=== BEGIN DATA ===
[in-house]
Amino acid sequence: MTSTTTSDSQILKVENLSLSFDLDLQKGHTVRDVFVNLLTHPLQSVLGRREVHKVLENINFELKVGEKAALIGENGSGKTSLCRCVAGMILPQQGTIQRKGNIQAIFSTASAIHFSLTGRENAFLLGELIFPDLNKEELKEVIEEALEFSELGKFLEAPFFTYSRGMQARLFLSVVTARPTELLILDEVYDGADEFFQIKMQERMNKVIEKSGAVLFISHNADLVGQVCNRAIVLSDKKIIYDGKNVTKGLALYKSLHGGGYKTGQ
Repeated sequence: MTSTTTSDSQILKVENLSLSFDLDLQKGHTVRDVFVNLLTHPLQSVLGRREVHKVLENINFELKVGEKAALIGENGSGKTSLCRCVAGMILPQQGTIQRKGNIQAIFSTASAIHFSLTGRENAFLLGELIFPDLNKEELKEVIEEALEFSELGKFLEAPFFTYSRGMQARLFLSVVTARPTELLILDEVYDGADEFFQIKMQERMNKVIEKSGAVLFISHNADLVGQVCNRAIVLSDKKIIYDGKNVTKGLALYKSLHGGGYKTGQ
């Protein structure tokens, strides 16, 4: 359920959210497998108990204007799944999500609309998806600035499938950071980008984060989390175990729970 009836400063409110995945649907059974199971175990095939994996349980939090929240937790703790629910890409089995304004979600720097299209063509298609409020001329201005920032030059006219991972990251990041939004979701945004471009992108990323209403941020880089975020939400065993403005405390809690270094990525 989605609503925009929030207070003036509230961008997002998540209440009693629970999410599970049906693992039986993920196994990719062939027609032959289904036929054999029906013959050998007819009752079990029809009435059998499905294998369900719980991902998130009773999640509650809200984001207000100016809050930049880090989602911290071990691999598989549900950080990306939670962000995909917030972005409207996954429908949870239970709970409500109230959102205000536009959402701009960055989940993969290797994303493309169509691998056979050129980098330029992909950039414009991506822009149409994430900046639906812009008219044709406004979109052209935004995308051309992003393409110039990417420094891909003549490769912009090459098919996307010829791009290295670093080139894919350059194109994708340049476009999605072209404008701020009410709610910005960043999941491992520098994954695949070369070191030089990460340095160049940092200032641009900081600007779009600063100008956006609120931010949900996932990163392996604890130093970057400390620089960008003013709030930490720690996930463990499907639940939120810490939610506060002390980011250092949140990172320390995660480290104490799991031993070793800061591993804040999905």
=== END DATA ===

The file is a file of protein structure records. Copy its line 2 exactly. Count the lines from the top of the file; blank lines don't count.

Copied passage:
Amino acid sequence: MTSTTTSDSQILKVENLSLSFDLDLQKGHTVRDVFVNLLTHPLQSVLGRREVHKVLENINFELKVGEKAALIGENGSGKTSLCRCVAGMILPQQGTIQRKGNIQAIFSTASAIHFSLTGRENAFLLGELIFPDLNKEELKEVIEEALEFSELGKFLEAPFFTYSRGMQARLFLSVVTARPTELLILDEVYDGADEFFQIKMQERMNKVIEKSGAVLFISHNADLVGQVCNRAIVLSDKKIIYDGKNVTKGLALYKSLHGGGYKTGQ